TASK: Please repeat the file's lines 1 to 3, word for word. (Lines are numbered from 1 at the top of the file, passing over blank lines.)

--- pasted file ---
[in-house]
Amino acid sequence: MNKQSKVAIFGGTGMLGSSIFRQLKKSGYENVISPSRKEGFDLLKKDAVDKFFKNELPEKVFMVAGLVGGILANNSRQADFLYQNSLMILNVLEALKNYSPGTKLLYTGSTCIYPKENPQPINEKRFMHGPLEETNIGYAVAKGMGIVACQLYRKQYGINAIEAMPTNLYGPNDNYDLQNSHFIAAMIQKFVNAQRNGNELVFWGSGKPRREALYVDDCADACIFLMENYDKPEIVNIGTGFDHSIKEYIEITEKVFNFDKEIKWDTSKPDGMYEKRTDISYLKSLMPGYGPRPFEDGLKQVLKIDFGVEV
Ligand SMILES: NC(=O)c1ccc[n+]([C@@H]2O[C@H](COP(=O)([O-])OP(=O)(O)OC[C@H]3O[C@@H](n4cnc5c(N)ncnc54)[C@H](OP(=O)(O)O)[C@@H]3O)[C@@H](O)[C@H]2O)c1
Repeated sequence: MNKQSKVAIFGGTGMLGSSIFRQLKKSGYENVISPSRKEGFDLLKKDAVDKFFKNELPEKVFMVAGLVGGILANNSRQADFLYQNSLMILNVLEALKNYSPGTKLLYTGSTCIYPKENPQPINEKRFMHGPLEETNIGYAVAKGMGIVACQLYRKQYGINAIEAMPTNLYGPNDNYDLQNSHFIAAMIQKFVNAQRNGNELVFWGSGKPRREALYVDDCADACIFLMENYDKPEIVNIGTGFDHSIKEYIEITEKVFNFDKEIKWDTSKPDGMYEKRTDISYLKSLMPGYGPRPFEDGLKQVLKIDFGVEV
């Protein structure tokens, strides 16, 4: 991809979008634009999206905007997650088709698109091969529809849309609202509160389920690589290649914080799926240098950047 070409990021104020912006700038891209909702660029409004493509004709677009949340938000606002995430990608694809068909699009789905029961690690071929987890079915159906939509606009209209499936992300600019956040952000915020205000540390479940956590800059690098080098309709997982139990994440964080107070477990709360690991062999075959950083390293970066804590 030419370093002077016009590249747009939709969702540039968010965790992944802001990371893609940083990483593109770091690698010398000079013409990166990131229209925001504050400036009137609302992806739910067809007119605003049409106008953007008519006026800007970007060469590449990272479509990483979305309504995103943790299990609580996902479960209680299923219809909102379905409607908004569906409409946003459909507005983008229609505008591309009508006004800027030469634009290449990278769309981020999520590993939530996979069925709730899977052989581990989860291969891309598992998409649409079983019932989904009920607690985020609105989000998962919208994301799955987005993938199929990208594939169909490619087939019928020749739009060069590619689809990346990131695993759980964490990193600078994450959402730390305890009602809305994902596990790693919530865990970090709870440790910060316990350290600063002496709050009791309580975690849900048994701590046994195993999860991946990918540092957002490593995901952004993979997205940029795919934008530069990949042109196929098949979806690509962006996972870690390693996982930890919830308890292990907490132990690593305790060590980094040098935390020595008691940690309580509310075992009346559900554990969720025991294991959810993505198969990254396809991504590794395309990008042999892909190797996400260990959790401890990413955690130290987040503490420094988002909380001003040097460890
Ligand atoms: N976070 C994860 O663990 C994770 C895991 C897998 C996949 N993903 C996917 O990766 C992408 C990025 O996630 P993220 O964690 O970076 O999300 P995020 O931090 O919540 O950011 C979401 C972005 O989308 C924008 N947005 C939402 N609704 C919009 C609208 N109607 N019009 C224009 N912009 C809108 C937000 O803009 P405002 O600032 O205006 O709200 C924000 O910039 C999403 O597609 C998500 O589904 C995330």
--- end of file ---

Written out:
[in-house]
Amino acid sequence: MNKQSKVAIFGGTGMLGSSIFRQLKKSGYENVISPSRKEGFDLLKKDAVDKFFKNELPEKVFMVAGLVGGILANNSRQADFLYQNSLMILNVLEALKNYSPGTKLLYTGSTCIYPKENPQPINEKRFMHGPLEETNIGYAVAKGMGIVACQLYRKQYGINAIEAMPTNLYGPNDNYDLQNSHFIAAMIQKFVNAQRNGNELVFWGSGKPRREALYVDDCADACIFLMENYDKPEIVNIGTGFDHSIKEYIEITEKVFNFDKEIKWDTSKPDGMYEKRTDISYLKSLMPGYGPRPFEDGLKQVLKIDFGVEV
Ligand SMILES: NC(=O)c1ccc[n+]([C@@H]2O[C@H](COP(=O)([O-])OP(=O)(O)OC[C@H]3O[C@@H](n4cnc5c(N)ncnc54)[C@H](OP(=O)(O)O)[C@@H]3O)[C@@H](O)[C@H]2O)c1